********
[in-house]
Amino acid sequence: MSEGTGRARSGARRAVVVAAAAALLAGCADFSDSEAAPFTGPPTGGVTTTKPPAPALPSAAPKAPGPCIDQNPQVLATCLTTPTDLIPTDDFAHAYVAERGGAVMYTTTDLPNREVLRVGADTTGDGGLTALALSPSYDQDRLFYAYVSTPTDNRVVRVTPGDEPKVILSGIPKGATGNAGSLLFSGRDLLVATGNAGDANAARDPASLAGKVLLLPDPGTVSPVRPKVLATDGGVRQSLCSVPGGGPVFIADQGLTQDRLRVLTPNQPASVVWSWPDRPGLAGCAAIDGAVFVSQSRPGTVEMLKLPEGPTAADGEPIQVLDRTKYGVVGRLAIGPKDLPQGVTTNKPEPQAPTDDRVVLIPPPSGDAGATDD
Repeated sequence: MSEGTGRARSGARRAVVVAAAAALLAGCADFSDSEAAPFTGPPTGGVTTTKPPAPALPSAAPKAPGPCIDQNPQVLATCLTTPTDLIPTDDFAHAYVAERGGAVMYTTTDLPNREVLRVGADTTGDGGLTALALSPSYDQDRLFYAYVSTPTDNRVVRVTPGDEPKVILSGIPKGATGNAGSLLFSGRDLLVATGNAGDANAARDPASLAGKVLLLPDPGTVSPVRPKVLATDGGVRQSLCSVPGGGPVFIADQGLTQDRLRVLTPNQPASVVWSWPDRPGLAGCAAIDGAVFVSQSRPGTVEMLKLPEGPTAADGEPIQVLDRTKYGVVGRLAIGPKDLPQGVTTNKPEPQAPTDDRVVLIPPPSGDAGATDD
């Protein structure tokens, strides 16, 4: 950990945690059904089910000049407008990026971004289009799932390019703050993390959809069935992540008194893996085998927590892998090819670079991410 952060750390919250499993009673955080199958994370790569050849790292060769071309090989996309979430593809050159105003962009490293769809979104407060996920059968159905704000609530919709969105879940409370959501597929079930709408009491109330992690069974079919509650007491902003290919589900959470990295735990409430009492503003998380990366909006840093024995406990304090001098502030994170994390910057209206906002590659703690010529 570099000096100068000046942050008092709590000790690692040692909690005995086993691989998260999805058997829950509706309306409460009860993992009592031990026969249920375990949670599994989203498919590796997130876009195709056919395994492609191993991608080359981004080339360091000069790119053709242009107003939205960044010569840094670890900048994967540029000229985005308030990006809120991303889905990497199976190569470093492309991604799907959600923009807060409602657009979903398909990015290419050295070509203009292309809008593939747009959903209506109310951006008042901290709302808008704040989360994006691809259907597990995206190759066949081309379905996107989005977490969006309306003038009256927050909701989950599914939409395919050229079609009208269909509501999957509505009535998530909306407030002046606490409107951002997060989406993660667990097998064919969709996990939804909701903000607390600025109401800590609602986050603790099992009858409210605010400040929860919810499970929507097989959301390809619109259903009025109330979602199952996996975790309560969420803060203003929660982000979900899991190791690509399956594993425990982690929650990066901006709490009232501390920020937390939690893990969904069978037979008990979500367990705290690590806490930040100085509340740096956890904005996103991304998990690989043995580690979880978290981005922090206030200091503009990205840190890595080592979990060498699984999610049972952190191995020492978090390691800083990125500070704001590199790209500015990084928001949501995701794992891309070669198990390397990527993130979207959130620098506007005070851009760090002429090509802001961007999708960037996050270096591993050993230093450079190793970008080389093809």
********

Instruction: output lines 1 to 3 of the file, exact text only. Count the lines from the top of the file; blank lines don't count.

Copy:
[in-house]
Amino acid sequence: MSEGTGRARSGARRAVVVAAAAALLAGCADFSDSEAAPFTGPPTGGVTTTKPPAPALPSAAPKAPGPCIDQNPQVLATCLTTPTDLIPTDDFAHAYVAERGGAVMYTTTDLPNREVLRVGADTTGDGGLTALALSPSYDQDRLFYAYVSTPTDNRVVRVTPGDEPKVILSGIPKGATGNAGSLLFSGRDLLVATGNAGDANAARDPASLAGKVLLLPDPGTVSPVRPKVLATDGGVRQSLCSVPGGGPVFIADQGLTQDRLRVLTPNQPASVVWSWPDRPGLAGCAAIDGAVFVSQSRPGTVEMLKLPEGPTAADGEPIQVLDRTKYGVVGRLAIGPKDLPQGVTTNKPEPQAPTDDRVVLIPPPSGDAGATDD
Repeated sequence: MSEGTGRARSGARRAVVVAAAAALLAGCADFSDSEAAPFTGPPTGGVTTTKPPAPALPSAAPKAPGPCIDQNPQVLATCLTTPTDLIPTDDFAHAYVAERGGAVMYTTTDLPNREVLRVGADTTGDGGLTALALSPSYDQDRLFYAYVSTPTDNRVVRVTPGDEPKVILSGIPKGATGNAGSLLFSGRDLLVATGNAGDANAARDPASLAGKVLLLPDPGTVSPVRPKVLATDGGVRQSLCSVPGGGPVFIADQGLTQDRLRVLTPNQPASVVWSWPDRPGLAGCAAIDGAVFVSQSRPGTVEMLKLPEGPTAADGEPIQVLDRTKYGVVGRLAIGPKDLPQGVTTNKPEPQAPTDDRVVLIPPPSGDAGATDD